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At the end of February 2018, teachers in all 55 school districts in West Virginia went on strike for an increase in pay and lower premiums through the Public Employees Insurance Agency (PEIA). They’ve vowed to stay on strike until their wishes are met, and are joining a long history of battles for workers’ rights in the state. Here is a brief history of workers demanding collective bargaining rights, better pay and benefits, and improved working conditions.
An economic recession in 1877 caused the earnings of the Baltimore & Ohio Railroad to drop. When the railroad announced a 10% cut in wages, workers called a strike from Baltimore to Chicago. In Martinsburg, West Virginia, striking workers tried to stop trains and the Governor called up the militia against the strikers. After shots were fired and a man died, the militia refused to engage any longer since the striking workers were their family and friends. The Governor then called in federal troops, and the strike ended in the summer. This showed owners in various industries how unprepared they were for striking workers.
Even with the help of the famous labor organizer Mother Jones, the United Mine Workers of America (UMWA) had trouble recruiting members because the coal mining companies were wealthy and powerful. In a court ruling, the government stated that mines could make employees sign a contract confirming they wouldn’t join the union, which allowed them to refuse employment to union members. The unions weren’t allowed to convince miners to break those contracts, either. When coal operators denied workers the right to unionize in southern West Virginia along Paint Creek, the Paint Creek-Cabin Creek Strike of 1912–13 began. The coal companies brought in a private police force and violent fights broke out over the next year. The miners went back to work eventually, but this was just the beginning of the Mine Wars.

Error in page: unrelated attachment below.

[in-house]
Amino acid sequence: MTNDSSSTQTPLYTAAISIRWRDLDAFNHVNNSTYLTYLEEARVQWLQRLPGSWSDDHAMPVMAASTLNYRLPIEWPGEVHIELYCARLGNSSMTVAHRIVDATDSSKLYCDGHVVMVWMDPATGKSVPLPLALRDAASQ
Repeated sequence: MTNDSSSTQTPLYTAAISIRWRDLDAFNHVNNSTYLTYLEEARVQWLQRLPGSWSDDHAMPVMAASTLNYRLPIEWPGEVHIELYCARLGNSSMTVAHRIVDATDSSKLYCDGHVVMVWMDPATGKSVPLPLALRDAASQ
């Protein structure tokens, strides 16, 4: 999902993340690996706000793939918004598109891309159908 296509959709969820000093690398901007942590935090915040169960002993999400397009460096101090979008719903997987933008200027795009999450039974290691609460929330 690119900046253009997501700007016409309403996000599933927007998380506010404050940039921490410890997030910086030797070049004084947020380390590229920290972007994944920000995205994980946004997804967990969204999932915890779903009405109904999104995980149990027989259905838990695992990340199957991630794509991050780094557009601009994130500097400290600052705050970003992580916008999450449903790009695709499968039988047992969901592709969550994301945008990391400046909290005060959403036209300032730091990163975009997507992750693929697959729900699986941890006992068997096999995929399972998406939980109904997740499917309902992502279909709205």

The focus on the war effort during World War One cooled down the conflict between unions and coal mine owners. But in 1920, the conflict between union organizers and the coal companies came to a head in Matewan, West Virginia, when agents tried to evict miners from company housing and violence broke out. The tension didn’t break, and a year later, miners marched on Blair Mountain in the largest uprising since the civil war to demand their right to unionize. Miners marched, the National Guard was called in, bombs dropped from government airplanes, and the organizers of the march were accused and tried of treason, but found not guilty. The battle has become a source of pride for many West Virginians – the red bandanas they wore turned “redneck” into a positive term – and created generations of union organizers in the state.
The election of Franklin Roosevelt brought more opportunities for unions and workers. In 1933, the National Industrial Recovery Act allowed workers to collectively bargain for rights, outlawing the practice of making workers sign contracts that said they would only be employed if they were not members of a union. Union membership grew not only in coal, but also with glassworkers and steelworkers.
Since the New Deal, many workers in many industries have unionized. Many of those industries – such as coal and steel – have seen decreases in the number of employees, so overall union membership has gone down, but they haven’t been afraid of striking for better working conditions during the Black Lung Strike of 1969 or medical benefits in 1977. 1989 was the last large strike in West Virginia, when coal miners joined with fellow union members in southwest Virginia and Kentucky to protest the elimination of benefits for union members.